Immigration Bill Puts Sovereignty at Risk

Published on May 20th, 2013

By Joe Guzzardi
May 20, 2013

Since the United States’ fate depends on the outcome of the Secure Borders, Economic Opportunity and Immigration Modernization Act, S. 744, Americans should be paying close attention to the ongoing Senate Judiciary Committee markup. To flatly state that American sovereignty is contingent on defeating S. 744 is no exaggeration. Despite its flowery name, S.744 provides no border security, offers economic opportunity exclusively to already thriving corporations, the 11 million illegal aliens who would be given work permits and could be considered “modern” only by those who define the word as amnesty for illegal aliens.

Americans have gotten an earful, especially on the Sunday morning talk shows where Gang of Eight Senators Lindsey Graham and John McCain were frequent guests, about how S.744 will seal the border. But after three weeks of committee meetings, we found out—no surprise—that the promises were a pack of lies.

The Senate Judiciary Committee has completely failed to strengthen the loophole-filled enforcement provisions or to reduce the harm of radically expanded immigration numbers on 20 million unemployed and underemployed Americans. Every amendment failed that was designed to demonstrate good faith by requiring at least token enforcement before giving amnesty benefits.

The bill authorizes the automatic issuance of work permits under provisional legal status to illegal immigrants. Citizenship will eventually follow. As for true enforcement, that’s down the line—maybe. The 1986 Immigration Reform and Control Act’s disastrous consequences are, as far as the committee is concerned, ancient history. IRCA also promised but didn’t deliver enforcement or employer sanctions for those who hired aliens.

S. 744’s long term consequences are equally dire. In spite of a sustained labor glut, over the next decade S. 744 would allow as many as 33 million overseas workers, low and high-skilled, to come to the United States to take Americans’ jobs.

The committee rejected even the most obvious improvements like speeding up a mandatory E-Verify system to once and for all shut down the jobs magnet for illegal immigrants. Ditto for electronic monitoring for guest workers to ensure they leave when their visas expire.

The U.S. admits about 1 million legal immigrants annually, the world’s most generous immigration policy. The average immigration rate from the 1950s through the 1970s was 3 million a decade. From 1980 until today, the rate has been 11 million per decade, nearly quadruple the level from 50 years ago.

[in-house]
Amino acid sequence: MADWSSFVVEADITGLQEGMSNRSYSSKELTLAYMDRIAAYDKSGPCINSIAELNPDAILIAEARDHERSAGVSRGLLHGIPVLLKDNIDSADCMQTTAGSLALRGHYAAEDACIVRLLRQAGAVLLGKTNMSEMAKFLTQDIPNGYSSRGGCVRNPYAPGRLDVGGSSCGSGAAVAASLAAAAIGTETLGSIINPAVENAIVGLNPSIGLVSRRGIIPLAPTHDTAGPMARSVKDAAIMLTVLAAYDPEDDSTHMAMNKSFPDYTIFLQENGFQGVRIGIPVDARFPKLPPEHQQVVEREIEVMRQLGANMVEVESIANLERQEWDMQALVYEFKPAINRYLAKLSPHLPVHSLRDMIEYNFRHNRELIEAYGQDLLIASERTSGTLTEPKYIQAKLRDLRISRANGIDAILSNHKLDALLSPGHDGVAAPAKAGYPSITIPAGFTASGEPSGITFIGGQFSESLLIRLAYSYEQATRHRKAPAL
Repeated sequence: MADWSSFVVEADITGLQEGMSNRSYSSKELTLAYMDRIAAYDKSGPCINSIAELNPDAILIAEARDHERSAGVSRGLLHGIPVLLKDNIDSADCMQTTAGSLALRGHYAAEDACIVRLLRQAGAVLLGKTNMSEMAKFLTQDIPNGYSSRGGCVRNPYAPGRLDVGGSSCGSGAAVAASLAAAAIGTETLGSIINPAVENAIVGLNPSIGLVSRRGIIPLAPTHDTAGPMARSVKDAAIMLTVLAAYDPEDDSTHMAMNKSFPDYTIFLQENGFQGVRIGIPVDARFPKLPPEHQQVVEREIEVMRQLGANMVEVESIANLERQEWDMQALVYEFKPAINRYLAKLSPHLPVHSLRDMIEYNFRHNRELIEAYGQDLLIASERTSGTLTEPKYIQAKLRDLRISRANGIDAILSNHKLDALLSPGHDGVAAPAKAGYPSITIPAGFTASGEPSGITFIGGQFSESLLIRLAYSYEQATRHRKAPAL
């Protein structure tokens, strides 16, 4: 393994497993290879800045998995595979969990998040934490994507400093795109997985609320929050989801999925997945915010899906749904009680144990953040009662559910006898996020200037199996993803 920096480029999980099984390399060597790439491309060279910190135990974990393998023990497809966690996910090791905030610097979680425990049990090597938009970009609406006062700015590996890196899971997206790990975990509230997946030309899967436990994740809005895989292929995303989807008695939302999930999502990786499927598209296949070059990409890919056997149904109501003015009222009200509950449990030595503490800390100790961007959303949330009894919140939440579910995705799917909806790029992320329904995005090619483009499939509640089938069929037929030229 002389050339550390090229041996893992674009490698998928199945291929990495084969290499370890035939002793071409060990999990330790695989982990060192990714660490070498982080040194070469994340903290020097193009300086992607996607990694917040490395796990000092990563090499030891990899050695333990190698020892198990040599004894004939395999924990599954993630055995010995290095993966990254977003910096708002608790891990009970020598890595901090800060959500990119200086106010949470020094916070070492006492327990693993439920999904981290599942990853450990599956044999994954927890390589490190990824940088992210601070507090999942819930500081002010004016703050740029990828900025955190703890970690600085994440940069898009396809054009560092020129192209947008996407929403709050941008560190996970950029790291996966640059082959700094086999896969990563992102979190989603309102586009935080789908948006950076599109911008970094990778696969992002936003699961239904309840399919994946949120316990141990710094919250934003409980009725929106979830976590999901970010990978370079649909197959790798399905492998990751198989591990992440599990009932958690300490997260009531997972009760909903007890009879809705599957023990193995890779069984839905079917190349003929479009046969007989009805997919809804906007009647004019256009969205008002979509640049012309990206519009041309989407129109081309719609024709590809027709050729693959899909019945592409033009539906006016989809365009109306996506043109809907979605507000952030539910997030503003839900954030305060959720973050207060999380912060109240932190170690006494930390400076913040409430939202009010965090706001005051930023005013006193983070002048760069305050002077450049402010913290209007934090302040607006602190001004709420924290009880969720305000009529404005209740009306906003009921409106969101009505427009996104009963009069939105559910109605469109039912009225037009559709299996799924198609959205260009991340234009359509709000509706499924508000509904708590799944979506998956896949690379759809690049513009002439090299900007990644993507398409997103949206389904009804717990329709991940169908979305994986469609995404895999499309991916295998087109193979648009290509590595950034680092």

More than 13 percent of America’s population is foreign-born with the majority coming from Mexico and the Caribbean. Tripling the total to 3.3 million immigrants each year would put pressure not only on jobs but also on social services, the environment and assimilation. Only 13 percent of immigrants who arrived in 2000 or later have become naturalized citizens.

Needless to say, the committee didn’t address any of those inevitable challenges but instead babbled on incoherently about the “needs” S. 744 would meet.

Unfortunately, the needs the Gang of Eight so frequently refers to aren’t your family’s, your neighbor’s or your work colleague’s. Instead they’re the demands of unscrupulous employers who have access to American labor but prefer cheap, more pliant overseas workers. The needs also represent the want list of ethnic identity Beltway lobbyists.

What’s certain to emerge as S.744’s final version is a bill without any enforcement but with a grab bag of benefits for business. Whether such lopsided legislation can pass even the Democratic-controlled Senate should be a major Gang concern. We’ll find out soon. Senate Majority Leader Harry Reid has promised to bring the bill to the floor in June.


Joe Guzzardi is a Californians for Population Stabilization Senior Writing Fellow whose columns have been syndicated since 1986. Contact him at [email protected]

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